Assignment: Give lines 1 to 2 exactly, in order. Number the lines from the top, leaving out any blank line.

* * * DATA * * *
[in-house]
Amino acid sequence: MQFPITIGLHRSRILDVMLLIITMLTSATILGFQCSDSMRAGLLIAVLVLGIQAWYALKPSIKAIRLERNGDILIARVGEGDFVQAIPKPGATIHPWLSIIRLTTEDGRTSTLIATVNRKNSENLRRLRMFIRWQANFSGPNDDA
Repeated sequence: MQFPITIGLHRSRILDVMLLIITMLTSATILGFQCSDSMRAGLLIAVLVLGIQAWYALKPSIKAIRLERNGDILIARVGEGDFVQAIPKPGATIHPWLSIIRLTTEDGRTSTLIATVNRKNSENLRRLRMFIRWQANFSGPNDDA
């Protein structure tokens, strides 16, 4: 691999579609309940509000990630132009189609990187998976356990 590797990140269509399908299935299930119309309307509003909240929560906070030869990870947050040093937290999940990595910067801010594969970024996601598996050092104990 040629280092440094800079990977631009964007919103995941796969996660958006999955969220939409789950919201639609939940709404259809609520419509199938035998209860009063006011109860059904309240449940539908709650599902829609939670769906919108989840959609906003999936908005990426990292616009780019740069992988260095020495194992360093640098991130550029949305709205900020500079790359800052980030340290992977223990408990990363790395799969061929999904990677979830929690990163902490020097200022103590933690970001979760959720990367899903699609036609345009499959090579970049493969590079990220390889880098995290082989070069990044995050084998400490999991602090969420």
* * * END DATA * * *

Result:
[in-house]
Amino acid sequence: MQFPITIGLHRSRILDVMLLIITMLTSATILGFQCSDSMRAGLLIAVLVLGIQAWYALKPSIKAIRLERNGDILIARVGEGDFVQAIPKPGATIHPWLSIIRLTTEDGRTSTLIATVNRKNSENLRRLRMFIRWQANFSGPNDDA